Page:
Saturday, November 03, 2007

Gas stations don't like expensive gas anymore than you do

I regularly hear people assert that gas stations are taking it in by the fistfull as gas prices enter a period of steady price increases.

But the opposite is true. Retailer margins are razor thin in a time of rising prices. Consumer price sensitivity becomes heightened, as illustrated by local radio stations broadcasting live from the place with the cheapest gas in the city. Competitors trim margins to a few pennies on the gallon (which, at $3 a gallon, comes to a penny or so on the dollar).

When prices ebb, retailers are able to relax. As the price of refined gasoline drops, retail prices drop as well, but usually not as fast. Consumers are happy to see they're paying a dime less a gallon this week than they were the week before, not knowing (or seriously caring) that they might actually be paying twelve cents less than seven days ago, if only retailers would continue to cut margins to nothing.

And money spent on ultra-thin margin gas isn't spent on high margin stuff like fountain drinks and coffee.

3 comments:

undergroundman said...

You neglected to note that many (most?) of the gas stations in the US are vertically integrated with huge drilling and pipeline systems already in place. A few large firms share the marketplace -- the textbook definition of a monopoly. That doesn't mean that you don't have a point -- these gas stations do compete with independent gas stations -- but it does suggest that the truth is a little more complicated.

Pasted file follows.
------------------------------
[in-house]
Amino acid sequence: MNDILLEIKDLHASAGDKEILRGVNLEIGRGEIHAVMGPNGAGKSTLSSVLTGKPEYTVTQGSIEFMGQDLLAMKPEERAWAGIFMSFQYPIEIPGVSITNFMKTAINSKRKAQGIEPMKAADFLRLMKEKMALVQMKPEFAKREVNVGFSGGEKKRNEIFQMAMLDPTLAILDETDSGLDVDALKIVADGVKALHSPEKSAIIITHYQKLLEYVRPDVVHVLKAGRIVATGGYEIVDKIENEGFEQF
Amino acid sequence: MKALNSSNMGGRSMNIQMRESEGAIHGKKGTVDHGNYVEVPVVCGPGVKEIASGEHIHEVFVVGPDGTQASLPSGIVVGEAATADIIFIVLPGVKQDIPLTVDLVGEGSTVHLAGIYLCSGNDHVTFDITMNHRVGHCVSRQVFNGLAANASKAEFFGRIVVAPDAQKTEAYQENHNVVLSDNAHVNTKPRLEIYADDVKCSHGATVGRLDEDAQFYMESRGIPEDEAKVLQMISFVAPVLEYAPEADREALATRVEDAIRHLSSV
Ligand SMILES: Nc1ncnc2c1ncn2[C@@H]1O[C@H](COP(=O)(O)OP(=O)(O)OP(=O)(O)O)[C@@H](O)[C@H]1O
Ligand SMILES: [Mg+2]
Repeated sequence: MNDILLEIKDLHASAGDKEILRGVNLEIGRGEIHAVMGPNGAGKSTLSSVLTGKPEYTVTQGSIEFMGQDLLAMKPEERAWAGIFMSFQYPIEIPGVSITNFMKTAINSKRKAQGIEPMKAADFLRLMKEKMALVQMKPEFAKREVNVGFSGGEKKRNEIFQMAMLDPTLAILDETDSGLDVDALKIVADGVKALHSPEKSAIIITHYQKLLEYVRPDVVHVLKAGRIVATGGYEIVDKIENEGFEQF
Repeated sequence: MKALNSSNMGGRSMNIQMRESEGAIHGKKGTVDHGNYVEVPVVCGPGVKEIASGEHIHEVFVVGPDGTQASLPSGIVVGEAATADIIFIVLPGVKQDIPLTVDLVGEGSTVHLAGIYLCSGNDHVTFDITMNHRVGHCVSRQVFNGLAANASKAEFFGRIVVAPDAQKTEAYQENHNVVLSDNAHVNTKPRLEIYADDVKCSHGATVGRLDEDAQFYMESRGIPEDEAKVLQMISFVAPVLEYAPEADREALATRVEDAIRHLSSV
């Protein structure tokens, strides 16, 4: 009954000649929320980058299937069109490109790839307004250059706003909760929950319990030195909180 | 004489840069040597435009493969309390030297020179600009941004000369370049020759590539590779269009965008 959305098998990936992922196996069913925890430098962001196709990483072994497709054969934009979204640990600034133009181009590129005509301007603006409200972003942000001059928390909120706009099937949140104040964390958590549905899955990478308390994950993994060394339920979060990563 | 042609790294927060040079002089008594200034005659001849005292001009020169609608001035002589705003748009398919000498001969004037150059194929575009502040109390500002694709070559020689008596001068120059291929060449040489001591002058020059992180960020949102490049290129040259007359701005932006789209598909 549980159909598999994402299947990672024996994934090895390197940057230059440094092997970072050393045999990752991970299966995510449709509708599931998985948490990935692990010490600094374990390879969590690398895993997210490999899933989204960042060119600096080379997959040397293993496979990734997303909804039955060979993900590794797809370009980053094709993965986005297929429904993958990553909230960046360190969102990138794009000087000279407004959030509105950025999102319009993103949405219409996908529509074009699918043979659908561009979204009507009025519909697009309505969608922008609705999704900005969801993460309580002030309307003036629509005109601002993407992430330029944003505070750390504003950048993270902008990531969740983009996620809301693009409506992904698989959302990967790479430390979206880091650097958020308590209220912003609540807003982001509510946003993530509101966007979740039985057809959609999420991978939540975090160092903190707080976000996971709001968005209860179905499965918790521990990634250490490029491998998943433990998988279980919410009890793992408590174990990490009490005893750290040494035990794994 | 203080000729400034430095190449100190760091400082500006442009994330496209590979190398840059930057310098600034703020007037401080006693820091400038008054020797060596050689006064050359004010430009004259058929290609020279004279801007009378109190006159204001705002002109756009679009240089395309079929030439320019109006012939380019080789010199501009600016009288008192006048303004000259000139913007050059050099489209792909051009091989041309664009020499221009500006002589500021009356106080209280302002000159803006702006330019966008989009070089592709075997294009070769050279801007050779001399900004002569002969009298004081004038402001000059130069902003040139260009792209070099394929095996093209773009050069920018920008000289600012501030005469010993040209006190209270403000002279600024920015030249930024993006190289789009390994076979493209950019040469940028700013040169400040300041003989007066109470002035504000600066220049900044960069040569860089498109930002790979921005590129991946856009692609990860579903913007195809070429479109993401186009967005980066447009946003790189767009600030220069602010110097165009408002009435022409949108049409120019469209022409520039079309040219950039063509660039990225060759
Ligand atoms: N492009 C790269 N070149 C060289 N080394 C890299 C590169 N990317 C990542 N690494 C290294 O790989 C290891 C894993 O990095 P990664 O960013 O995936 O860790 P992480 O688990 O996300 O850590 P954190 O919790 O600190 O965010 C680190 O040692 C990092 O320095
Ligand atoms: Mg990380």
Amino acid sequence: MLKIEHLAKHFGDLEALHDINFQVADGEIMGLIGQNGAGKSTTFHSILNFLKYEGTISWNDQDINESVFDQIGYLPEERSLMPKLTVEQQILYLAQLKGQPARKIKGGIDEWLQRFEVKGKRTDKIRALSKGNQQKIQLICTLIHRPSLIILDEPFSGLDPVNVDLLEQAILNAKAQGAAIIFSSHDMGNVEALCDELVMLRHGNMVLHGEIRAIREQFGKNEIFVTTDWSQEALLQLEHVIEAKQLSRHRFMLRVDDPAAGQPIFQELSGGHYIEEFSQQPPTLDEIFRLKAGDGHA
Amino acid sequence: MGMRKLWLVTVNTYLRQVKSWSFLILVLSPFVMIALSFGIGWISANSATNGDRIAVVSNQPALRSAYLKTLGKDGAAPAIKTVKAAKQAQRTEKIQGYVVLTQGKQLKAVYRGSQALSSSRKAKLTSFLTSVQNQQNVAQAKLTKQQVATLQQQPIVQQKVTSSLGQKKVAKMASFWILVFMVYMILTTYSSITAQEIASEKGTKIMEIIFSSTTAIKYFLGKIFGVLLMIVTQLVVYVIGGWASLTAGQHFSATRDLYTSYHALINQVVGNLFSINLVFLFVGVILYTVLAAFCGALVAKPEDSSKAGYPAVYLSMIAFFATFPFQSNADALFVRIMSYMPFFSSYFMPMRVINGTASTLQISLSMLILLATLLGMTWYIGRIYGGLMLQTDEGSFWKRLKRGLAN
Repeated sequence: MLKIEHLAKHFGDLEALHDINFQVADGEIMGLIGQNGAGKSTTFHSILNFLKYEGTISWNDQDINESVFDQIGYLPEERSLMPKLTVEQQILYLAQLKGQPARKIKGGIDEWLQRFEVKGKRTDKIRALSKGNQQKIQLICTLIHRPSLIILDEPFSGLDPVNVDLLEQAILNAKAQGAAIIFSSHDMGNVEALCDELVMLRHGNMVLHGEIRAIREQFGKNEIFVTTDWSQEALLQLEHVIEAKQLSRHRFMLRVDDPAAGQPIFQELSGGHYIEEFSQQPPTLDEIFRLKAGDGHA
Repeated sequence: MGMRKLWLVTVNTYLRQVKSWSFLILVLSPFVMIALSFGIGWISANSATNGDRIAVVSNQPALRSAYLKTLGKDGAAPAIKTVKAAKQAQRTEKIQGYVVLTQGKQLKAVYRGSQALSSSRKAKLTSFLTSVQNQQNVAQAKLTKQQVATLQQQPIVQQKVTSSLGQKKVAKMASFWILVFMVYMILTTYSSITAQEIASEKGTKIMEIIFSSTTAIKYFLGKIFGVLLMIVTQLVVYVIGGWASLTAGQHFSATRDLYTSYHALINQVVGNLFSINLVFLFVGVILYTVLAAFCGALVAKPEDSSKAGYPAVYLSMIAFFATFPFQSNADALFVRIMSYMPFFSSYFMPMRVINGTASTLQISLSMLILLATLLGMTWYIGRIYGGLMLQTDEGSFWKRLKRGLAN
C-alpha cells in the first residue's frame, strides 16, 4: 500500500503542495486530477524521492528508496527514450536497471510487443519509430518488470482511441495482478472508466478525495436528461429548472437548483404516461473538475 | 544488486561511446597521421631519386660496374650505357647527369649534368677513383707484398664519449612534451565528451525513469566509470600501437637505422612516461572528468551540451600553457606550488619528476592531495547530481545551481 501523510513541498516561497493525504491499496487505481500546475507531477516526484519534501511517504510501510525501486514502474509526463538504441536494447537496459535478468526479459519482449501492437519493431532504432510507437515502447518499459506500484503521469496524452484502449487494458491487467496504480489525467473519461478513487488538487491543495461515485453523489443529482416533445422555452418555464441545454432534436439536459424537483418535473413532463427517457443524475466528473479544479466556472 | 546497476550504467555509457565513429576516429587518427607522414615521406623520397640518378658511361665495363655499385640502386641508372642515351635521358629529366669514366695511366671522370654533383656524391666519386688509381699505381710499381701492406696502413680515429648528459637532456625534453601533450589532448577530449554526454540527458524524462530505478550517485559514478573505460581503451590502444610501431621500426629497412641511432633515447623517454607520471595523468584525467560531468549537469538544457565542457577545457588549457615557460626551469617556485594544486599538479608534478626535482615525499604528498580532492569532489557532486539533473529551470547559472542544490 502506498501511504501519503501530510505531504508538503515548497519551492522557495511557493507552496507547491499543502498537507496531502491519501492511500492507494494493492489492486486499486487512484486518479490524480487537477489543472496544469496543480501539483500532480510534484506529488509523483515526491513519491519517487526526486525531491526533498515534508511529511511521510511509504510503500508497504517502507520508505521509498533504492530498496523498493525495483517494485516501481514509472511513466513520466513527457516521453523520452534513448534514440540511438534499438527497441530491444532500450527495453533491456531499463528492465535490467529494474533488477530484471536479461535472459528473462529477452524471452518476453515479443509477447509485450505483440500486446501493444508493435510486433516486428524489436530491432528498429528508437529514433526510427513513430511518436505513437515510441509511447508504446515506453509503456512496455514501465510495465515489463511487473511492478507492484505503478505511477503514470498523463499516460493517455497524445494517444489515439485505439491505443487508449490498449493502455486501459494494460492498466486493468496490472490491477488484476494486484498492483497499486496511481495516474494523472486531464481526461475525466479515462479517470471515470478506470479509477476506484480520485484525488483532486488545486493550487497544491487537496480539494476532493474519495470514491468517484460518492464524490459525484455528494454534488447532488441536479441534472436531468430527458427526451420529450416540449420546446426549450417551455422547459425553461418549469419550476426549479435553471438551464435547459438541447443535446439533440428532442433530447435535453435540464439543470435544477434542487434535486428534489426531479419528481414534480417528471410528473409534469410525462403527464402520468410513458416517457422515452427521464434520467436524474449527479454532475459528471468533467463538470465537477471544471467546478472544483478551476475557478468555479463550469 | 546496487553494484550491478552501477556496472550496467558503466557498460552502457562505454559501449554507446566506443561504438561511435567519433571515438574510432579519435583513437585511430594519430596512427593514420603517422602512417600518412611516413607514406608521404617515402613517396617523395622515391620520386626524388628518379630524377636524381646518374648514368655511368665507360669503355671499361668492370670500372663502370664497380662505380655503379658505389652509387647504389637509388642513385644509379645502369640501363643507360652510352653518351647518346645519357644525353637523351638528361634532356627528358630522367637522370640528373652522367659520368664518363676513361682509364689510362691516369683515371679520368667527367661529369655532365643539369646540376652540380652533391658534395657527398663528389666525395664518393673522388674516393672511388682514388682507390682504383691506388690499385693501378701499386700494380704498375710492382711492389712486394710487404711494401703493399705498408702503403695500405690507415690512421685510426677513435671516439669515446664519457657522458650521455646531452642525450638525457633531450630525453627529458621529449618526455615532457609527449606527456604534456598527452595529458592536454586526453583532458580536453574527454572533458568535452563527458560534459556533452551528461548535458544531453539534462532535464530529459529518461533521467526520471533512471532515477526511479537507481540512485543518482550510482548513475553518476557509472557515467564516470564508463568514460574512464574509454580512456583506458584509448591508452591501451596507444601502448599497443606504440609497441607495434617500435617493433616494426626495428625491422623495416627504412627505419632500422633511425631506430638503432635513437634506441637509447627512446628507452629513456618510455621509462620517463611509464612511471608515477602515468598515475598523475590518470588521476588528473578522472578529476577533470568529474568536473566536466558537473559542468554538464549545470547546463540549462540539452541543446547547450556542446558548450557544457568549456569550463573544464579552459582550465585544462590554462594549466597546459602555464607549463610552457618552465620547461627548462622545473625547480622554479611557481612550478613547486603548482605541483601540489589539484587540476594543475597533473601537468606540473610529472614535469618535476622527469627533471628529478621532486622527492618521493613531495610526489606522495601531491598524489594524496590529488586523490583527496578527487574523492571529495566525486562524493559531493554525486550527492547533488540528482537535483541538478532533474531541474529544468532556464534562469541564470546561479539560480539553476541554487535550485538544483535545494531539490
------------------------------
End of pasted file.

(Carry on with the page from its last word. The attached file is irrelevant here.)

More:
Audacious Epigone said...

UC,

You're approaching an area I get a lot of exposure to through my professional existence.

Less than 15% of gasoline retailers also extract and/or refine (vertically integrate), and that number has been shrinking every year for the last five. Of course, these corporately-owned retailers are subject to predatory pricing and anti-trust laws (although both of those are non-issues in the actual marketplace).

The biggest gasoline retailer in the US is 7-Eleven. Depending on location, the company buys off the pipeline or through a specified supplier. There is no vertical integration.

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